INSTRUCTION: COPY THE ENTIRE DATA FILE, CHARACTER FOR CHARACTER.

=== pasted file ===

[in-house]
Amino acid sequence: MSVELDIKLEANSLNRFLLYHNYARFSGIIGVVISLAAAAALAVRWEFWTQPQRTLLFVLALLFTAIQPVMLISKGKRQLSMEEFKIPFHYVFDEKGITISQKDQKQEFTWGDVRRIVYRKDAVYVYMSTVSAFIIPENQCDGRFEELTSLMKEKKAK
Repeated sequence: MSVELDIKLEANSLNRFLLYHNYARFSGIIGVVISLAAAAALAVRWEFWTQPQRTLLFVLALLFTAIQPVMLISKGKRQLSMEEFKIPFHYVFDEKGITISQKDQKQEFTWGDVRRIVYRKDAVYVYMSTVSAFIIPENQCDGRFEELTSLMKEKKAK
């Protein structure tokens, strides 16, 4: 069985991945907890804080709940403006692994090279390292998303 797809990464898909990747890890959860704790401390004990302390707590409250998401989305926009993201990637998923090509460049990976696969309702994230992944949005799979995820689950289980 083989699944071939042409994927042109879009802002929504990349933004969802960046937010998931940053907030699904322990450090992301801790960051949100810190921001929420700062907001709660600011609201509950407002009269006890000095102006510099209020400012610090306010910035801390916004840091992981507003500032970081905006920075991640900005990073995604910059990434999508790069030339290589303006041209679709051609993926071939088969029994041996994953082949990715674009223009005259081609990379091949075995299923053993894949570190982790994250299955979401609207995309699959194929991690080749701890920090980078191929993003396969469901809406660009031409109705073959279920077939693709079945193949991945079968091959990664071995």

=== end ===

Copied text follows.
[in-house]
Amino acid sequence: MSVELDIKLEANSLNRFLLYHNYARFSGIIGVVISLAAAAALAVRWEFWTQPQRTLLFVLALLFTAIQPVMLISKGKRQLSMEEFKIPFHYVFDEKGITISQKDQKQEFTWGDVRRIVYRKDAVYVYMSTVSAFIIPENQCDGRFEELTSLMKEKKAK
Repeated sequence: MSVELDIKLEANSLNRFLLYHNYARFSGIIGVVISLAAAAALAVRWEFWTQPQRTLLFVLALLFTAIQPVMLISKGKRQLSMEEFKIPFHYVFDEKGITISQKDQKQEFTWGDVRRIVYRKDAVYVYMSTVSAFIIPENQCDGRFEELTSLMKEKKAK
């Protein structure tokens, strides 16, 4: 069985991945907890804080709940403006692994090279390292998303 797809990464898909990747890890959860704790401390004990302390707590409250998401989305926009993201990637998923090509460049990976696969309702994230992944949005799979995820689950289980 083989699944071939042409994927042109879009802002929504990349933004969802960046937010998931940053907030699904322990450090992301801790960051949100810190921001929420700062907001709660600011609201509950407002009269006890000095102006510099209020400012610090306010910035801390916004840091992981507003500032970081905006920075991640900005990073995604910059990434999508790069030339290589303006041209679709051609993926071939088969029994041996994953082949990715674009223009005259081609990379091949075995299923053993894949570190982790994250299955979401609207995309699959194929991690080749701890920090980078191929993003396969469901809406660009031409109705073959279920077939693709079945193949991945079968091959990664071995």